USF professor explores LGBTQ experiences in poetry book ‘Pine’
Tension — that is what Julia Koets, assistant professor of creative nonfiction, felt growing up as a queer woman in South Carolina in the Episcopal Church.
When she was a teenager, she felt supported by her family and her community in Summerville, South Carolina, yet she did not feel comfortable enough to come out until she was in her 20s. As she reflected on her conflicting feelings years laters, many questions were raised, some she decided to address in a book of poems called “Pine.”
“Something I talk about in the book is that tension with religion, feeling like if the church is so much a part of your life, then in what way do you feel also like you can’t be fully yourself because of your sexuality,” Koets said. “So a lot of these [poems] sort of came from questions that I had.
“It’s complicated, because I also feel very much like I consider the South as my home. My family is still there so it’s not like, ‘Oh, this was so bad’ or something like that, but it’s just questions I had … from my own experience.”
The poems in “Pine” were released to the public Monday at 7 p.m. in a Microsoft Teams event presented by USF’s Department of English where Tyree Daye and Ruth Awad — both poetry authors — read some of their work and accompanied Koets reading hers.
Koets is also the author of “Hold Like Owls” and “The Rib Joint: A Memoir in Essays.” With her previous work, Koets has won the 2017 Red Hen Press Nonfiction Book Award, the 2019 Michael Waters Poetry Prize and the 2011 South Carolina Poetry Book Prize.
Through her new work “Pine,” Koets further explored some of the themes she discussed in her book of essays such as the story of Sally Ride, an American astronaut who came out as gay in her obituary, or the fears and desires she felt when she was hiding her sexuality.
She said the poems revolve around the relationship between two women that has to remain a secret because they feel they can’t open up about it. “Pine” is divided into two sections: potentiality — where Koets imagines the possibilities queer people could have outside of heteronormavity — and ephemeral, inspired by a quote from the LGBTQ archives she said talks about how queer people have sometimes been erased from public archives. Topics like desire or the act of coming out are represented in these sections.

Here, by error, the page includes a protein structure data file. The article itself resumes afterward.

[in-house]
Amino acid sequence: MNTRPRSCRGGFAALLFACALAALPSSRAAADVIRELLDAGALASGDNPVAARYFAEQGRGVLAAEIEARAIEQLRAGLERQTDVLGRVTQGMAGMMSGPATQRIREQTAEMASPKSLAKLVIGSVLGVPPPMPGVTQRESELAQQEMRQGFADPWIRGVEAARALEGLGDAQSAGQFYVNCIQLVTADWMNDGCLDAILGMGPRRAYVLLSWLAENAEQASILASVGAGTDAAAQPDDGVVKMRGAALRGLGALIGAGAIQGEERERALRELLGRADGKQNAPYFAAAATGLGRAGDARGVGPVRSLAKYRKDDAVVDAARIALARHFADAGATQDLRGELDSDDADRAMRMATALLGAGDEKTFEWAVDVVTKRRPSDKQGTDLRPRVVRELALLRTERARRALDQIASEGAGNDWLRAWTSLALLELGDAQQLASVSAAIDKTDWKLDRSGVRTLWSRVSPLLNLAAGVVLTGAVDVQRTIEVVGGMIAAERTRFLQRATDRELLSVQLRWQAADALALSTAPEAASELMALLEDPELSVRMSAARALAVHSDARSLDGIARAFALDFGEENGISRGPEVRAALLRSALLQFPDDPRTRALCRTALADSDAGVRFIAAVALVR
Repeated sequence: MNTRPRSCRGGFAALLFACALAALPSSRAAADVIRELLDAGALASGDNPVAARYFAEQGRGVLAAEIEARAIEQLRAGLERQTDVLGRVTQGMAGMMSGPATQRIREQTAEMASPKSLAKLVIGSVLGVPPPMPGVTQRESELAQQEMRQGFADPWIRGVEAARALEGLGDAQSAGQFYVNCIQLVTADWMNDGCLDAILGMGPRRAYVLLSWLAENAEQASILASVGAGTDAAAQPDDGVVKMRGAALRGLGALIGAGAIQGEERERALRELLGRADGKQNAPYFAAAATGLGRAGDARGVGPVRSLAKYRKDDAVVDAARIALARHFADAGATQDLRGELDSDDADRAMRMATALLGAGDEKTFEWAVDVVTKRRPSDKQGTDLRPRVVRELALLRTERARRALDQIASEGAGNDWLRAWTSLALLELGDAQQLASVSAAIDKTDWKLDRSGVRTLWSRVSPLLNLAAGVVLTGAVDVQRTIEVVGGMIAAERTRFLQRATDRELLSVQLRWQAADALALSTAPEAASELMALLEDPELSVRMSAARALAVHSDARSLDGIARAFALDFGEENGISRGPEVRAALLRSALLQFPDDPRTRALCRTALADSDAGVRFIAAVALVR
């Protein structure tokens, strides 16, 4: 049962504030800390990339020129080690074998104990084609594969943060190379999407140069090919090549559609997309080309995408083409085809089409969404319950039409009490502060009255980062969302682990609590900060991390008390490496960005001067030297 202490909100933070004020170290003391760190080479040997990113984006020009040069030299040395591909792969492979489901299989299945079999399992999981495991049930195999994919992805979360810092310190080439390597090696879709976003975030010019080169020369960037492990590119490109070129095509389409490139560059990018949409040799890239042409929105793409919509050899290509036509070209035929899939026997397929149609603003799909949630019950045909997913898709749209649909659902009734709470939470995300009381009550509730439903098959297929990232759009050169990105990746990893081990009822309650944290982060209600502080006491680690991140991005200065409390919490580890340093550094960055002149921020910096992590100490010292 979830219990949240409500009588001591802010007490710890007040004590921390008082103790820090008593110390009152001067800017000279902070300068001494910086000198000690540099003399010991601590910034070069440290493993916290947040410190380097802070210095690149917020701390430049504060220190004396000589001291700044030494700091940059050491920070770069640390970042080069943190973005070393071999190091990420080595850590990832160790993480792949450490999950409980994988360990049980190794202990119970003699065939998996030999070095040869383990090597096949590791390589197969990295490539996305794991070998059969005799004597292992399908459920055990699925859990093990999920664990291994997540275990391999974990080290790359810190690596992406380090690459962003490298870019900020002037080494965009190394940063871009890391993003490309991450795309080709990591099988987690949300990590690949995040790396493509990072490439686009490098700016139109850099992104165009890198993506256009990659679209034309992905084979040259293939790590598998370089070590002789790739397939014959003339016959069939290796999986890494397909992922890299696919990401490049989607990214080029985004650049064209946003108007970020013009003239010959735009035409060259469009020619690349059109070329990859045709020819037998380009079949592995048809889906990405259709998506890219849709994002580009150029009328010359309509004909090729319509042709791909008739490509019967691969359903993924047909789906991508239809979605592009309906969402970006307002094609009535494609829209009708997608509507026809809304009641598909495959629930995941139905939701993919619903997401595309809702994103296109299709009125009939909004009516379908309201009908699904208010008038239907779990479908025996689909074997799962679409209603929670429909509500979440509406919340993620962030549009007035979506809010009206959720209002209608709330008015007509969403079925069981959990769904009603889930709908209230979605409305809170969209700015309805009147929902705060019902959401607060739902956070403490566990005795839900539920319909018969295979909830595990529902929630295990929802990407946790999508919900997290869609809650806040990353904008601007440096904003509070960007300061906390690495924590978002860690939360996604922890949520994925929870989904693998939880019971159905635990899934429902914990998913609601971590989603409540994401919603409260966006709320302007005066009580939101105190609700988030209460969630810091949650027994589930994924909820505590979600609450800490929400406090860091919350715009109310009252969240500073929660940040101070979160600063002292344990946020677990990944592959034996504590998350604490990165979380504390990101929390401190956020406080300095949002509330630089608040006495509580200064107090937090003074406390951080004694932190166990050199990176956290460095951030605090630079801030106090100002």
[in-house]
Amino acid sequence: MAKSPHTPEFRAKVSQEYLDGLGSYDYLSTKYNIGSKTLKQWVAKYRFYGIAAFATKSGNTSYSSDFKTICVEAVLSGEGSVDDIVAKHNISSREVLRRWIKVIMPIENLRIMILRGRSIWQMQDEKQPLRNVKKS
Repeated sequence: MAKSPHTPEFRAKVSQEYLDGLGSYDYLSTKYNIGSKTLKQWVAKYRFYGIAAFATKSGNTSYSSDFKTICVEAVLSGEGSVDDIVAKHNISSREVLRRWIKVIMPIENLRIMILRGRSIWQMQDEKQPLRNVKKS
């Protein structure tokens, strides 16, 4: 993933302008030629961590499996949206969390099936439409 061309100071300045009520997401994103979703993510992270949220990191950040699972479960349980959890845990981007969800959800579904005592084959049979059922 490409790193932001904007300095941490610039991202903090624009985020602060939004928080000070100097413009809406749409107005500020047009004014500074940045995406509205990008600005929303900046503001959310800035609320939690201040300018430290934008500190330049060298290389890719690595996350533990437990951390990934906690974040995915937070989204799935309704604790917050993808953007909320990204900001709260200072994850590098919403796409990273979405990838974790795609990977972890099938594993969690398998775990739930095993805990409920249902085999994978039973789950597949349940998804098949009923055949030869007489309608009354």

“The book, through the different poems, kind of explores what happens as a result of that secrecy, and also connected to the secrecy is also this like fear of their own like desire,” Koets said.
“So, I talk about that in different poems … a lot of the poems are about what happens when that desire isn’t talked about, when that relationship that remains a secret, what happens to this speaker of the poems?”
Koets said that even if the poems are not purely autobiographical, many are based on her personal experience. The stories are situated in the South, according to Koets, and explore the experience of queer people in that landscape. In a poem titled “Field notes on loving a girl in secret,” she described how only late at night and in a private place two girls were able to speak openly.
“It’s not just like me as the individual speaker in all the poems, it’s also kind of considering who were other queer people who grew up in the South who might have also felt they struggled with having a language for their experience or for their sexuality for a while,” Koets said.
“So I was kind of asking questions about that experience of feeling like I couldn’t articulate my own feelings for a long time.”
Writing from a queer perspective is important because it is an underrepresented one, according to Awad, Koets’ colleague in the publication company Southern Indiana Review Press. She was one of the first people who read “Pine” before its official release and said she is “grateful to have a book like that in existence” as it helps create a sense of community for people who might feel marginalized.